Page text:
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Oil Theft: How Nigeria destroyed over 5,500 illegal refineries in 3 years ─NNPCL Chief

Malam Mele Kyari, Group CEO of NNPC Limited (r) Receiving a Plaque from Prof. Adebayo Simeon Bamire, Vice-Chancellor of Obafemi Awolowo University (OAU), Ile-Ife, Nigeria

*Mele Kyari, Group Chief Executive Officer of NNPC Limited, notes Nigeria should respond to extant energy challenges in the economy by diversifying the West African country’s energy sources while implementing energy efficiency measures and conservation

In what many have described as economic sabotage of the country’s commonwealth by oil thieves, the Nigerian National Petroleum Company Limited (NNPCL) has disclosed the authorities destroyed over 5,500 unauthorised oil refineries and almost 4,500 illegal pipeline connections in the last three years.

Malam Mele Kyari, Group Chief Executive Officer (GCEO) of NNPC Limited, stated this while speaking as a Guest Lecturer during the 2024 Faculty Lecture, titled, “Energy Security, Sustainability and Profitability in Nigeria: Advances, Challenges and Opportunities,” organised by the Faculty of Science of Obafemi Awolowo University (OAU), Ile-Ife, Nigeria.

Stolen crude at an illegal oil-refining site in the Niger Delta region

Olufemi O. Soneye, Chief Corporate Communications Officer at NNPC Limited, in a recent statement issued in Abuja, FCT,  said the NNPCL Chief, who advocated academia-industry collaboration for energy sufficiency and sustainability, highlighted pipeline vandalism and crude oil theft, as well as rapid population growth, as the main challenges to energy security in the West African country.

Kyari told his audience at OAU, fondly called “Great Ife” by the students and friends of the University, that Nigeria should respond to these extant energy challenges by diversifying country’s energy sources while implementing energy efficiency measures and energy conservation in the process.

In regard to what the Company has been doing in curbing illegal oil bunkering and outright oil pipeline vandalism, Malam Kyari also explained the role of the company’s “Command and Control Centre” in detecting illegal oil facilities around the country.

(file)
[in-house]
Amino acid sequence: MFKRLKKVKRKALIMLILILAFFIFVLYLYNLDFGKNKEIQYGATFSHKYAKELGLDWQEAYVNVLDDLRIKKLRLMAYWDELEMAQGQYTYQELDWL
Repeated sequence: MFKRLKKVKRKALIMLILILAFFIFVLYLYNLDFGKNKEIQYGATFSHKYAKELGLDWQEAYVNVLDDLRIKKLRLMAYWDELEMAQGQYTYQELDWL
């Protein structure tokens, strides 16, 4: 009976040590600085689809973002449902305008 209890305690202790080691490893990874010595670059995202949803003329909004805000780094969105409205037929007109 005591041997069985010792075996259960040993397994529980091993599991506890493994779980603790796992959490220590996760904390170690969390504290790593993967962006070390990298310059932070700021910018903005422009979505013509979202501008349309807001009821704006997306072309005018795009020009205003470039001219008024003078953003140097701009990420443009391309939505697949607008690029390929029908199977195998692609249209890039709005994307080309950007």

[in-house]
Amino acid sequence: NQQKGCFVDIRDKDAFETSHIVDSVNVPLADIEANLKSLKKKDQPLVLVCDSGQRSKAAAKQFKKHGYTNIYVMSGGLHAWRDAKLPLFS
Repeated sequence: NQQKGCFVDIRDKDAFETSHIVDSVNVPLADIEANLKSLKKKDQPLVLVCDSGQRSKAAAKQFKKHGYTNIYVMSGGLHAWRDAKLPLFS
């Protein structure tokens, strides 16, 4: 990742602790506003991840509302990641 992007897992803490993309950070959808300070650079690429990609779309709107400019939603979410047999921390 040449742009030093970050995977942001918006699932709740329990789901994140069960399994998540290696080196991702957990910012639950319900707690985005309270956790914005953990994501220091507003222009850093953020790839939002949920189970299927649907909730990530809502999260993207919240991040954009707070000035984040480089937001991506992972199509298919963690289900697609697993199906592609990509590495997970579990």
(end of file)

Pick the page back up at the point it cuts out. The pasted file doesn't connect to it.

He noted: “The centre provides livestreaming of surveillance data to security forces, contributing to the detection and destruction of over 5,686 Illegal Refinery sites and the removal of 4,480 Illegal Connections from 2021 to the present.”

“Acknowledging the severity of vandalism and oil theft, Kyari hinted at a strategic shift, focusing on increased products trucking and storage in underground tankages at NNPC filling stations nationwide.”

Kyari further highlighted NNPC Limited’s expanded retail assets, making it the largest single downstream company in sub-Saharan Africa after acquiring OVH retail stations and associated downstream infrastructure in 2021.

In underscoring the Company’s transformation into a fully commercial limited liability energy company following the passage of the Petroleum Industry Act in 2021, Kyari said the removal of fuel subsidies has allowed the Company to play a more active commercial role, ensuring profitability and delivering greater value to Nigeria’s growing population.

The nagging problem of oil theft comes amid a shortage of refinery feedstock in Nigeria, as the Nigerian Upstream Petroleum Regulatory Commission (NUPRC), in December 2023, reportedly had said in a statement that it had met with the Nigerian Midstream Petroleum Regulatory Authority to seek stronger action to ensure domestic crude supply.

The meeting sough to address “the prevailing shortage of feedstock to the modular refineries operating within the shores of the country.”

Likewise, last November, the Federal Government inaugurated a special committee to combat oil theft. In the country’s annual oil and gas fair last year, the oil and gas regulatory body Nigerian Content Development and Monitoring Board (NCDMB) urged the government to address “wanton crude oil theft in the Niger Delta” to “enable the production of hydrocarbons at reasonable costs and profitability”.

“Most indigenous operators were unable to evacuate their crude oil through pipelines for over one year and are now forced to explore alternative options at high costs”, the NCDMB said in a media statement last May.

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